Whereas the BDP remained vulnerable and nervous, it meticulously survived its first ever split and have certainly gained valuable experience in weathering similar storms in the future.

So when in 2019 former President Dr Khama and a handful of frustrated BDP gold diggers dumped the party to form the Botswana Patriotic Front (BPF), it felt like a repeat of a very dull television program except that some in the audience seemed to believe that the repeat was going to be different from the original episode broadcast in 2010. 

The thinking was that this time around the BDP was going to be hit hard by former president Dr Khama, a hardened warlord in a good way. That Dr Khama was going to use his inbuilt advantages particularly as paramount chief of the most populous tribe in the country to twist the sword in the heart of the BDP and finish it off.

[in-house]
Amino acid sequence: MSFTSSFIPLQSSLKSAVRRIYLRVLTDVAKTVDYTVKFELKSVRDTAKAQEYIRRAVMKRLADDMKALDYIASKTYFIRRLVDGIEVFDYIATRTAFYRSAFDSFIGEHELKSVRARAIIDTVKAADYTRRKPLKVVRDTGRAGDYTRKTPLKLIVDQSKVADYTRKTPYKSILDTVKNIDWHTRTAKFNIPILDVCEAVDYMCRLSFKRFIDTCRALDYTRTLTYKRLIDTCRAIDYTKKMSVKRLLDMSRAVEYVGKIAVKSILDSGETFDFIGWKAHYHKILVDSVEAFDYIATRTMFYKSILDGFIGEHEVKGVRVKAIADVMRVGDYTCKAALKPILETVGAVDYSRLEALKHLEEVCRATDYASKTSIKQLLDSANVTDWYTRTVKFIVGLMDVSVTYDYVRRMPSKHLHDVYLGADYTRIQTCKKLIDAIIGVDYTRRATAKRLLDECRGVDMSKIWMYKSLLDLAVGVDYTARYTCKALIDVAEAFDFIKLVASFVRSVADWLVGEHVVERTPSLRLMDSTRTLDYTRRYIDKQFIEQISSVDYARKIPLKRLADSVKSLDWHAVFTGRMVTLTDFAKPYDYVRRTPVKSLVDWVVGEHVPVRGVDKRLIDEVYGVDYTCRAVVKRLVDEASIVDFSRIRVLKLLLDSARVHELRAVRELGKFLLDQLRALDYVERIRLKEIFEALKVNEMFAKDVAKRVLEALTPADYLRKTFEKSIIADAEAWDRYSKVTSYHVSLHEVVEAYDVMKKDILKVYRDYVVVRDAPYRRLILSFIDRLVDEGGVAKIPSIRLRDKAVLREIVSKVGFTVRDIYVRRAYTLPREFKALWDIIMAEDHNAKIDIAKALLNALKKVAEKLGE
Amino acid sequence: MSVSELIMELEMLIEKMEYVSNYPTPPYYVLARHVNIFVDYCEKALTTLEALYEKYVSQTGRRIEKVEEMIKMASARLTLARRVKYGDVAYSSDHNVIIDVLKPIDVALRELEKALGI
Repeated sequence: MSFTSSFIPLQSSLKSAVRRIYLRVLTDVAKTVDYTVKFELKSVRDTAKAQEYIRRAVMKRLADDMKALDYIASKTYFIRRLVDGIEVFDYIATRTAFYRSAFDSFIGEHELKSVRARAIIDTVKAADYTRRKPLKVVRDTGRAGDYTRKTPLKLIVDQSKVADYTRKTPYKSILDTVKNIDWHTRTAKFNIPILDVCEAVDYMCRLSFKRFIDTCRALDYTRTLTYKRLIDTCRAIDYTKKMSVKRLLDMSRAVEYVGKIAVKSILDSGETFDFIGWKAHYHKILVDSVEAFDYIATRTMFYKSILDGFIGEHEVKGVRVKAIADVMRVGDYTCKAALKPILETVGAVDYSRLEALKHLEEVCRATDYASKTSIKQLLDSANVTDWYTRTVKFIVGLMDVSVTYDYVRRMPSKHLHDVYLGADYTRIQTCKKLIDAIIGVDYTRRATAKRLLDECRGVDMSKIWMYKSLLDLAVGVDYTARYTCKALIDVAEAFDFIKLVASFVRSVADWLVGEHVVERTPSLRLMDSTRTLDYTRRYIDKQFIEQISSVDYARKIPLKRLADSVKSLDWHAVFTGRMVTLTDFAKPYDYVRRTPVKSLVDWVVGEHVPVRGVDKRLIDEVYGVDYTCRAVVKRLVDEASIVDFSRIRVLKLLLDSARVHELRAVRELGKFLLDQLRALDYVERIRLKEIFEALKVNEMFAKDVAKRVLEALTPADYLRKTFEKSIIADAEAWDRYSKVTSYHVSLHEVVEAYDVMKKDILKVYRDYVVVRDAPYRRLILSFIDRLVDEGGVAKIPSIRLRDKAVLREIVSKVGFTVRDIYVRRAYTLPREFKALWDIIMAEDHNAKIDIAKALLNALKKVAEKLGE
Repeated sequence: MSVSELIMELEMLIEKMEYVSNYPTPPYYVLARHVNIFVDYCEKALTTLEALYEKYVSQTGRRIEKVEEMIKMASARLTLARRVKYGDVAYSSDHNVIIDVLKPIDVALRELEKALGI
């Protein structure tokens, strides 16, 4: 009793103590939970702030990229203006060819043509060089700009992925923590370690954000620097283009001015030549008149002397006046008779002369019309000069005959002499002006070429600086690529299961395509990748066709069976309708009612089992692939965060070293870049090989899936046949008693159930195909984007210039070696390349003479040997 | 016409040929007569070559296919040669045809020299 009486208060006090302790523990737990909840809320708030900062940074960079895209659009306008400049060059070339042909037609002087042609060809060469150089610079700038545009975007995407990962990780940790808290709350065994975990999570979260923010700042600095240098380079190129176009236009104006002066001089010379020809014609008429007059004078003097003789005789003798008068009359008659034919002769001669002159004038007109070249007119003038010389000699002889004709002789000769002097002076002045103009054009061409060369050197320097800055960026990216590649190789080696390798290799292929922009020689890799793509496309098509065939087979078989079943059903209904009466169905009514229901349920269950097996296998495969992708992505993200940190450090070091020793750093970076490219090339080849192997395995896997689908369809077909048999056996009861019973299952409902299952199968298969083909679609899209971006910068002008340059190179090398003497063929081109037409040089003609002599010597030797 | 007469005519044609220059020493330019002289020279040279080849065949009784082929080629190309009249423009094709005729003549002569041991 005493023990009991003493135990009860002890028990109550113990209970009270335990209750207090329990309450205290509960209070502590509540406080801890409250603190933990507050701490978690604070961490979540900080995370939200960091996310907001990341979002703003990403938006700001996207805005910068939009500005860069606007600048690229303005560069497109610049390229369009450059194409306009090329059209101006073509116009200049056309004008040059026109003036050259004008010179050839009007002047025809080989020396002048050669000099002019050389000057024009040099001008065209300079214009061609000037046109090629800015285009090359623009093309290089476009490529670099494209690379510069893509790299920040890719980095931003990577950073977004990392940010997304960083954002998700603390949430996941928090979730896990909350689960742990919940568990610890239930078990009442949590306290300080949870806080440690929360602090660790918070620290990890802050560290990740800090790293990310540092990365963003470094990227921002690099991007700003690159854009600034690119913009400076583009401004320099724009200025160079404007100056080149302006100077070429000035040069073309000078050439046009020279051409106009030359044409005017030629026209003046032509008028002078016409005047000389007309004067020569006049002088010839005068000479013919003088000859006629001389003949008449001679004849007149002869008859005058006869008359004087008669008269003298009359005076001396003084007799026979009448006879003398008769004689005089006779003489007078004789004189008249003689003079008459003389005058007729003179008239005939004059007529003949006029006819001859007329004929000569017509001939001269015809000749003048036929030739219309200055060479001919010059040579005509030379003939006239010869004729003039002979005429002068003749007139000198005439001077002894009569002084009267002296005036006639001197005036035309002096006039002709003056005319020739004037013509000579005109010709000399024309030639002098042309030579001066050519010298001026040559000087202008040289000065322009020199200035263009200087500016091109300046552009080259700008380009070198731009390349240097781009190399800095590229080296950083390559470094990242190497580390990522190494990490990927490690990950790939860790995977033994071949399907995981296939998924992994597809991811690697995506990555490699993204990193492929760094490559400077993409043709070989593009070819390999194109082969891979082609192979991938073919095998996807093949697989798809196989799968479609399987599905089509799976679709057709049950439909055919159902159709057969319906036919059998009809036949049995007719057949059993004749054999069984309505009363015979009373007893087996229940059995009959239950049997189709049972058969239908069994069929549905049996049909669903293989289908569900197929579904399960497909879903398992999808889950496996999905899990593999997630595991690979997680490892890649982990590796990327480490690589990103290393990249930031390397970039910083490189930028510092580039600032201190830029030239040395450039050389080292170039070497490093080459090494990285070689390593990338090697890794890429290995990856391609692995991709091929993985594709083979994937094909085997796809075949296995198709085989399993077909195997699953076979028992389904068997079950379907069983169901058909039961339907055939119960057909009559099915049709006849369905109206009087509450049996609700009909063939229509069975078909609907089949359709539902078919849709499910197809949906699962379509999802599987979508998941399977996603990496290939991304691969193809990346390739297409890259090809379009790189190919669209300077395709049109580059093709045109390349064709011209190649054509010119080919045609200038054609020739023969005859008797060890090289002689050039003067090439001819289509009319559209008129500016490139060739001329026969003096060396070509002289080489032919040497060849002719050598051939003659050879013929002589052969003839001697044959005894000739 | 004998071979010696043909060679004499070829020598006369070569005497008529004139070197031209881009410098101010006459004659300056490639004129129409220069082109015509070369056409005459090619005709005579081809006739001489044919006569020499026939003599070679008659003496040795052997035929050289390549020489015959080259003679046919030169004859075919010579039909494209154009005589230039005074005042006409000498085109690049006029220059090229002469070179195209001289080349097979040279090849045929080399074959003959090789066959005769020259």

That perspective appeared like the usual desperate wishful thinking propagated by people who have been wishing hellfire on the BDP since their formative years. Of course scores of people continue to leave the BDP to the new political outfit but such departures seem to be raved about for nothing since most of the dissenters are of no political substance. 

Obviously, politics value motor-mouthed, brainwashed suckers for their lack of any sense of shame and whenever they decamp, we celebrate them, hence anyone who feels to be past their political sell-by date just has to defect to become a momentary taking point and set the local rumor mill on overdrive, and the destination doesn’t really matter. 

Notwithstanding, the BDP has been left dizzy by the recent defections but that is nothing new or different from the previous defections. Whether rigging elections or losing scores of political travellers, our wish for bad luck on the BDP seems to hold to its own hype because losers shouldn’t lose hope even when they are hopeless. 

It is appreciated that the opposition bloc is hardwired for negativity and that is necessary to keep us in opposition politics.